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Old locks give new twist to architect's dream home

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By Lisa King

Inside stuff:

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Address:139 Fox Run

Owners:Neal and Barbara Hammon

Statistics:3,500 square feet, 2 stories, 8 rooms, 6 working fireplaces

Architecture:Colonial/federal

Built: 1977;designed by Neal Hammon

Accoutrements:All locks in the house made between 1820 and 1860

 

Neal Hammon can testify to the truth of the old saying, "They don't make 'em like they used to."

Every door in his home sports a unique lock, and what's more, every one of them is at least 150 years old, with most being even older.

Hammon, a Navy veteran, architect, historian and author, leaned back in his favorite chair in his library filled with books, many of them either written by, or about him or his father, well-known architect Stratton Hammon, and gestured toward a nearby door.

"They are all made of wrought iron," he said.

Hammon is not eccentric, said his wife, Barbara, with a mischievous glint in her eyes.

"They don't make them like that anymore," she said, pointing to the lock, but directing her comment toward her husband.

Hammon designed their two-story brick home on Fox Run himself 37 years ago. A mixture of Colonial and Federal styles, the stately structure sits well back from the road, on 30 acres of well-manicured lawns with a circular drive in front. The grandeur of a Welsh grandfather clock in the front entranceway greets visitors, setting the stage for elegance blended with a tasteful combination of antiques and decor reflecting exotic areas of the globe, encompassing the Netherlands, Korea, Japan, England, and of course, early America.

Several pieces of artwork by Stratton Hammon, some depicting George Washington, adorn the wall over one of the home's six working fireplaces. In the dining room, however, a fireplace inlaid with blue and white Dutch Delph tile, which is his wife's favorite, its mantle, Hammon says, that has a unique history of its own.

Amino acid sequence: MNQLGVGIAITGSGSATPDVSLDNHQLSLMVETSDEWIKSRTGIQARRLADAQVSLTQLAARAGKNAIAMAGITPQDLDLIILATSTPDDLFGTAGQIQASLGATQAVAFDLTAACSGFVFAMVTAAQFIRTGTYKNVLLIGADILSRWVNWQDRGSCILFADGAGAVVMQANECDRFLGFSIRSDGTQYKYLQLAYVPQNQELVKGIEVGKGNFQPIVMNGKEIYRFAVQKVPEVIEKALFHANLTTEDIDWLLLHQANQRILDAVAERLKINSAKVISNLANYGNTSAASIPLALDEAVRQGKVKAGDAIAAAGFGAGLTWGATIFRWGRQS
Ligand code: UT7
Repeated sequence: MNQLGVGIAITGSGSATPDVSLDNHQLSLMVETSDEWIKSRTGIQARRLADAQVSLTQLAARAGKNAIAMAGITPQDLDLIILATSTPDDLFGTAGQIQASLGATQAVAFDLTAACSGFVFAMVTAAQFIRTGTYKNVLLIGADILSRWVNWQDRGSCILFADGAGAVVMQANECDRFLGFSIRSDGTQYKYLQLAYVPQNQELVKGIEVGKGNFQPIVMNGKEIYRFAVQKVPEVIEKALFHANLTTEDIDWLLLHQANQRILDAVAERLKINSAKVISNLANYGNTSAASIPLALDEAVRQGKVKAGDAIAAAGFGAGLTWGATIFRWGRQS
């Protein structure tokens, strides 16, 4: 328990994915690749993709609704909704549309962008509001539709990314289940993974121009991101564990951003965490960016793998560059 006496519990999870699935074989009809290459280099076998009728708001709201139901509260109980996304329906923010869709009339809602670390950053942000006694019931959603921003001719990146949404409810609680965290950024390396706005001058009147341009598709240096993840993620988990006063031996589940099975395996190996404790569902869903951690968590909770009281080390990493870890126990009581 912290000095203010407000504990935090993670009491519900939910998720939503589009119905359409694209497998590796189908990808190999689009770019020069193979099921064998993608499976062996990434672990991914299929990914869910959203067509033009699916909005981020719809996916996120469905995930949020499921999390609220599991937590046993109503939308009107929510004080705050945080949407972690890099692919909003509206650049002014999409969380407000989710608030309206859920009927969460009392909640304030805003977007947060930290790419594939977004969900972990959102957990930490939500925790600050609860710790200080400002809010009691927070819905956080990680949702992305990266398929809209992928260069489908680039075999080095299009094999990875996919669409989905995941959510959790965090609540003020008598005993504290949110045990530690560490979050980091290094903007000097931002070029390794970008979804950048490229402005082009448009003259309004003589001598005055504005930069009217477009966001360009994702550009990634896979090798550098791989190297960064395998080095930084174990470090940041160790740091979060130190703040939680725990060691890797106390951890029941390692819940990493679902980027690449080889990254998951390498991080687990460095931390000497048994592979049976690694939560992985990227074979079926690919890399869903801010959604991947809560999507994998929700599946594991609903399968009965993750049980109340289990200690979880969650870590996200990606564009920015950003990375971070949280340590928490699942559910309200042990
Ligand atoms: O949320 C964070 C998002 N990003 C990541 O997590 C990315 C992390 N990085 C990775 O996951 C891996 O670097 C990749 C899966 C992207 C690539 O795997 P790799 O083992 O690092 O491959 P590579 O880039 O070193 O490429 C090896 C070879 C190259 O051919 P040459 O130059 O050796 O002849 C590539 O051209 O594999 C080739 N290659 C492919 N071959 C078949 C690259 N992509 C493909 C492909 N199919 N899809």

"I got that mantle for five dollars that I borrowed from Bob Logan," he said with a chuckle.

The couple moved to Shelbyville from Jefferson County 37 years ago after their home there was heavily damaged by a tornado, then when they rebuilt, it was struck by lightning.

Hammon has designed several homes in Shelby County, as well as several commercial businesses.

Both the Hammons say the back room of the house, an enclosed porch, is one of their favorite rooms to lounge around in.

Walking into the room through a set of French doors, one call scarcely call the room merely, "just a porch."

Elegant simplicity is found with wrought iron tables and oversized comfortable chairs that overlook a spacious lawn dotted with flower gardens and trees.

"I love the porch, especially in the summer,” Neal Hammon said. “There's a great view, and we like to eat out here.”

Barbara Hammon added: "We don't have breakfast out here every morning, but we usually have coffee here."

Walking around to the front of the house, Neal Hammon explained the absence of gutters.

"They're nothing but trouble," he said, adding that that their original purpose years ago was only to catch rain water.

A lamp post containing a light enclosed by a glass lantern style globe, made in Germany just for the Hammons, adorns the front lawn, while an old-style weather vane perches atop the house with the sun gleaming off of it and the brass handrails on the front porch.

On a sultry summer day, the back porch might be a better place to settle down with a cold glass of lemonade and a good book, like his most recent one published last year, John Floyd, the Life and Letters of a Frontier Surveyor.

"Well, I think we better go back in and be comfortable," Hammon said.

One might reflect that the Hammon's home is a great deal like they are, elegant on the outside, but filled with so many unique surprises that it takes a long time to learn about them all.